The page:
Tag Archives: tongue

Through the Bible, September 9

Reading:  James 3-5

Summary: The “practical gospel” continues by addressing the matters of the Christians speech, divine wisdom, worldliness, dangers of wealth, suffering, and prayer.  This letter demonstrates that much of the New Testament’s contents are not only relating historical events or doctrinal content, but making practical application of Christianity to daily life.

Devotional Thought:

The Surprising Path to Spiritual Excellence

The gulf is quite expansive that spans the difference between my talents and abilities and those of a professional athlete, musician, painter, etc. They are what they are because they possess and exercise exceptional gifts is certain fields.

We make a mistake when we try to apply that same truth in the spiritual realm.  Those who excel spiritually aren’t those who are especially gifted to do so.  Rather it is those who give attention and effort in areas within the grasp of each of us.

Take the tongue for instance.  Our inability to completely and finally control our tongues is readily acknowledged.  But one who works on it diligently and consistently has gone a very long way in controlling the whole body (Jas. 3:2).  Earlier James said that making a claim to being religious while failing to bridle one’s tongue renders the entire venture worthless.

Every one of us has a tongue, every one of us speaks, every one of us employs words in our communication. Not every one of works on controlling their tongue.  It’s not a matter of some special capacity with which one endowed, but the will and determination to do what would please God regarding this “small member”.

If one is interested in exceptional spirituality, the tongue is a very good place to begin.

My Delight is the Lord, May 17

The Tongue Challenge

May 17, Tuesday: Following God’s Way

Scripture Reading: James 3:1-18

How many perfect people do you know? A list of such people doesn’t even exist because there are none. If this kind of person did show up, one of the most amazing facts about them would be that they do not and have not stumbled with their tongue. That’s just one of the easiest ways we can fail, and we all do it. That might lead us to think it falls lower on the significance scale because everyone does this. It’s such a common fault, it’s not a big deal. But just the opposite is true. The tongue–representing our words here–possesses exceeding power, for both good and ill. So, all the more reason this frequent area of offense is to be closely guarded. What is more, if we think in terms of moving our lives in the direction of perfection here is a place every one of us, without exception, can begin and likely experience marked advances. Wouldn’t that be nice?

Questions to Ponder:

  • Why should one be cautious about being a teacher? (v. 1)
  • What do these illustrations teach us about the tongue? (vv. 3-5)
  • How far reaching, personally speaking, are our words? (v. 6)
  • What “ought not to be so”? (v. 10)

A Week in the Word, August 24-30

 

Theme: Psalms & Proverbs — Life Well Lived in Proverbs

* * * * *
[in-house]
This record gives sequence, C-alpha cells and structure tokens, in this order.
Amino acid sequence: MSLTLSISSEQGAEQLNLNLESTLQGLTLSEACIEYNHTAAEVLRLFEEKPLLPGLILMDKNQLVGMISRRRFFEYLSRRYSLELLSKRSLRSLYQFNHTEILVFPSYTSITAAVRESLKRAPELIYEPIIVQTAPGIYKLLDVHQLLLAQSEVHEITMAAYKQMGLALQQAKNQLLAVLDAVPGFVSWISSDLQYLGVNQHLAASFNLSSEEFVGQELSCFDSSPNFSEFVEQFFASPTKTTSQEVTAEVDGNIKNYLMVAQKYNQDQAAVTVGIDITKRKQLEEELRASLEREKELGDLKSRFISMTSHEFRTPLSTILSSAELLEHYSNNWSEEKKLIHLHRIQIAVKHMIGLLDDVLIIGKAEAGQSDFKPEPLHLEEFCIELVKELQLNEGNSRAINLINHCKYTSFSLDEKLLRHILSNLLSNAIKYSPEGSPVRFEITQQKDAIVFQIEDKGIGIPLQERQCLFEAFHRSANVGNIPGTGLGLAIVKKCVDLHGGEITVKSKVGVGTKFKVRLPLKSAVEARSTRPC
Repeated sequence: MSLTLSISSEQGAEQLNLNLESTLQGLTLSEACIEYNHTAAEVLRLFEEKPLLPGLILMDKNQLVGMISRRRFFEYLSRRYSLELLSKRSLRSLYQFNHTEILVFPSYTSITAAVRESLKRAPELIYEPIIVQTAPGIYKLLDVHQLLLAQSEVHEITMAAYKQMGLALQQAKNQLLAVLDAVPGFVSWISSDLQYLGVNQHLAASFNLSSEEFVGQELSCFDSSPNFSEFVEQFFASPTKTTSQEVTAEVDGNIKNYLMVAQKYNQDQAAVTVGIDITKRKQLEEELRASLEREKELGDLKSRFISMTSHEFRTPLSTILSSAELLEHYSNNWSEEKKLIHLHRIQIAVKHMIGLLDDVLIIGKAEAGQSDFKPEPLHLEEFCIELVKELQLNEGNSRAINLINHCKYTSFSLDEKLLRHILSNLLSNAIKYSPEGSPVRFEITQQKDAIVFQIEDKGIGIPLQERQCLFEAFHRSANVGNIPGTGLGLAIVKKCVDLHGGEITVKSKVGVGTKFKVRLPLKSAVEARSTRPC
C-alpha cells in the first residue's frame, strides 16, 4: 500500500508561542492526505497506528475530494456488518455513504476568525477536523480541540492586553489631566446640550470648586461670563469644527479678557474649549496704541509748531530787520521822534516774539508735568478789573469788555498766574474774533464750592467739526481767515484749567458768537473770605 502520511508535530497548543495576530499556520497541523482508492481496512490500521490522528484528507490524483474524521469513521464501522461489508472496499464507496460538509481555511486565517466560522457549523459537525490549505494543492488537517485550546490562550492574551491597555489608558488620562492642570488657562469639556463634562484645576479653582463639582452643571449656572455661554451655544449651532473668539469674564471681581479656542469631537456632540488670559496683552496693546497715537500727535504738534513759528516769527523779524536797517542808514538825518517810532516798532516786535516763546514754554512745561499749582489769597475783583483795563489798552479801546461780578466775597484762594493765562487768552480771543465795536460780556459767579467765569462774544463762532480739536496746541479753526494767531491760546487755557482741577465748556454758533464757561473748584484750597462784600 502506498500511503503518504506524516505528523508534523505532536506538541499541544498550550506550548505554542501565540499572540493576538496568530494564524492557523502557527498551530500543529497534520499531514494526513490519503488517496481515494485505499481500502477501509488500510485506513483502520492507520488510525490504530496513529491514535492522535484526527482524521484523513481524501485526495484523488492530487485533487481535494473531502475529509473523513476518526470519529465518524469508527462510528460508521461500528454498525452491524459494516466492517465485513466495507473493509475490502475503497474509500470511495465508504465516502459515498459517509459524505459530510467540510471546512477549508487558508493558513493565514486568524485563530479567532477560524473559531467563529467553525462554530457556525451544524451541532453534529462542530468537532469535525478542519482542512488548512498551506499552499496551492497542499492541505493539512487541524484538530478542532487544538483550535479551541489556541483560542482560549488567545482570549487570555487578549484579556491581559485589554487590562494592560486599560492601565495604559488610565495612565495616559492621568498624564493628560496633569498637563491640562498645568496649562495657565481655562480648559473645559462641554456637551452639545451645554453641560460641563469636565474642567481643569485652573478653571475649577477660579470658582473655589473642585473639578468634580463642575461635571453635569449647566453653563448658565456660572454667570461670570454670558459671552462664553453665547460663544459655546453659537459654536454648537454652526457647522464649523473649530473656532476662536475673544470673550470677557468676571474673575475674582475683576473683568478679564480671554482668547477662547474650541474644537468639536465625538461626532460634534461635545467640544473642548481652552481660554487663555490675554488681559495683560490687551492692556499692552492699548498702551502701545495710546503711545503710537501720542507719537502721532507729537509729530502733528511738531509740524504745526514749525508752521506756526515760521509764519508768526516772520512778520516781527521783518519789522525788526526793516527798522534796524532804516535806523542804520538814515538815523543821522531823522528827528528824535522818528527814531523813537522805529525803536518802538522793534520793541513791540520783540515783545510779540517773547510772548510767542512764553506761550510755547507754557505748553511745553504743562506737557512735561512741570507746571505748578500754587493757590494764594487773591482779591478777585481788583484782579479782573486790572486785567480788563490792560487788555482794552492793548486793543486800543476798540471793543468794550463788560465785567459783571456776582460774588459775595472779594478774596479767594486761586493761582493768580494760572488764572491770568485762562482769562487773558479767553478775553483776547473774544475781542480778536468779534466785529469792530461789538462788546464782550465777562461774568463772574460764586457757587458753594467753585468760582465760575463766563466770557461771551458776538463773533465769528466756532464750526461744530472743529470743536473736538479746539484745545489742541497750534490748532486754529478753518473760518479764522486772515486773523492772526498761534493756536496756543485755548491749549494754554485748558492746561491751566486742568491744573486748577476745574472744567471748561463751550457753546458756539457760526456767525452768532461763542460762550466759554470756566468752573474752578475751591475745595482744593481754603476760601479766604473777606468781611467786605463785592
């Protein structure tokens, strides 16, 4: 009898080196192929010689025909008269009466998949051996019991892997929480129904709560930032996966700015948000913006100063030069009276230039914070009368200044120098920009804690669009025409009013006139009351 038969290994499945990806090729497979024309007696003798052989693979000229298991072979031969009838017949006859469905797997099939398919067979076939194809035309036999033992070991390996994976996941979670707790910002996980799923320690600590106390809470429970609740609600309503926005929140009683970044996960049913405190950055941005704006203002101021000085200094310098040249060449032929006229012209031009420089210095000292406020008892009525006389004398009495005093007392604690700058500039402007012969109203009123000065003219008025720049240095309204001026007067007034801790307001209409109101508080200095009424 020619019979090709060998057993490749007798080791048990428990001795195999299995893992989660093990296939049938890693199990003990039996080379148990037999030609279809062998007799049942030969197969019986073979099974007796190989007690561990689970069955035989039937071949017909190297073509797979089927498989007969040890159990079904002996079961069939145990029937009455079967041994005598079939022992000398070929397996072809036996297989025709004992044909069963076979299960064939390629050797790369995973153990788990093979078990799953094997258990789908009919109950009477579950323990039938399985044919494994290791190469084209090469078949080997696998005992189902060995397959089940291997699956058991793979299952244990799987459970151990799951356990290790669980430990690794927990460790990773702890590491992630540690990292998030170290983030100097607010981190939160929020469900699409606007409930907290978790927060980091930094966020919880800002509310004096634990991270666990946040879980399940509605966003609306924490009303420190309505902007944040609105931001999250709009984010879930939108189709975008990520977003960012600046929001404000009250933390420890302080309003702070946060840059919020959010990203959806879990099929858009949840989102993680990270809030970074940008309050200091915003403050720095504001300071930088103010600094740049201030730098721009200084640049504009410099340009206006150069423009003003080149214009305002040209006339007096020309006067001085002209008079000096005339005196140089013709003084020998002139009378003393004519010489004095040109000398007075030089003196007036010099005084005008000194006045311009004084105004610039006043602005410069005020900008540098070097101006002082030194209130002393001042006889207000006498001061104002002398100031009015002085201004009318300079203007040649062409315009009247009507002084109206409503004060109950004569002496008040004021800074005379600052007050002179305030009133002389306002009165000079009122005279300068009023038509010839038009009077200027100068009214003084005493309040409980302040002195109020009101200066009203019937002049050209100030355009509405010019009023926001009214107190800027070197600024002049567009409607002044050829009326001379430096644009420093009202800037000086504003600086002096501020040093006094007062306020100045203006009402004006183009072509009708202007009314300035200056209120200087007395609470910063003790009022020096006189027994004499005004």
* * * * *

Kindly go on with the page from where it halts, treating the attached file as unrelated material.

This week will mark only our second foray into the book of Proverbs.  Being a book that is about wisdom—pursuing it, acquiring it, and practicing it—and that the foundation of that wisdom is fearing God, the proverbs of this book also touch on very practical matters of living life.

Though the book of Proverbs appears to have no real order and arrangement beyond being a collection of collections of proverbs (see 10:1; 25:1; 30:1; 31:1), several themes keep cropping up. We’ll focus our attention on three of these themes: the family, the tongue, and self-control.

Proverbs seeks to impart wisdom about how life can be best lived.  It attempts to identify pitfalls, highlight common failings, and point the reader down the best possible path to a well-lived and fulfilling life.

Proverbs being what they are—short, compact statements of truth and wisdom—and the book of Proverbs being what it is—haphazard arrangement of these compact statements—our readings will be collections of single-verses from throughout the book based on the themes mentioned above.

Readings and Introductory Comments:

Proverbs 1:8                        17:1, 13                      25:24           

            3:33                           18:22                          27:15

            5:15-20                      19:14, 26                    28:24

            10:1                            20:20                         29:15

            11:29                          21:9, 19                     30:17           

            12:4, 7                        22:6                           31:10-31

            14:1, 11                      23:22, 24-25                                   

            15:6, 17, 20, 27          24:3-4

Following on the heels of last week’s theme (Christian Living — Family) we’ll begin our readings in the same place.  As just about anyone can testify, family can at the same time be a source of great joy and blessing, but also of great pain and misery.  Attention given to family can pay tremendous dividends and has a direct correlation to the joy and contentment of our lives.

Proverbs 4:24                                             15:1, 2, 4, 14, 23

            6:12, 16-17                                      16:24, 27, 28

            8:6-8, 13                                          17:9, 27, 28

            10:8, 11, 14, 18, 19, 31, 32             18:8

            11:9, 12, 13                                     20:19

            12:6, 13, 14, 18, 22, 23, 25             21:23

            13:2, 3                                             26:20, 22, 28

            14:3                                                  29:20

Nothing gives mankind any more trouble than our tongues.  James speaks directly to it in the New Testament (Jas. 3:1-12).  Nothing can get us into trouble quicker and nothing diffuse a volatile situation better or bring delight to ones life than the words we speak.  No theme in the entire book of Proverbs gets any more attention than the tongue.

Proverbs 6:34                        19:3, 11, 12, 19

            11:23                           20:2

            12:16, 23                     21:14

            13:16                           22:8, 24-25

            14:16, 17, 29, 35         25:15, 28           

            15:1, 18                        26:21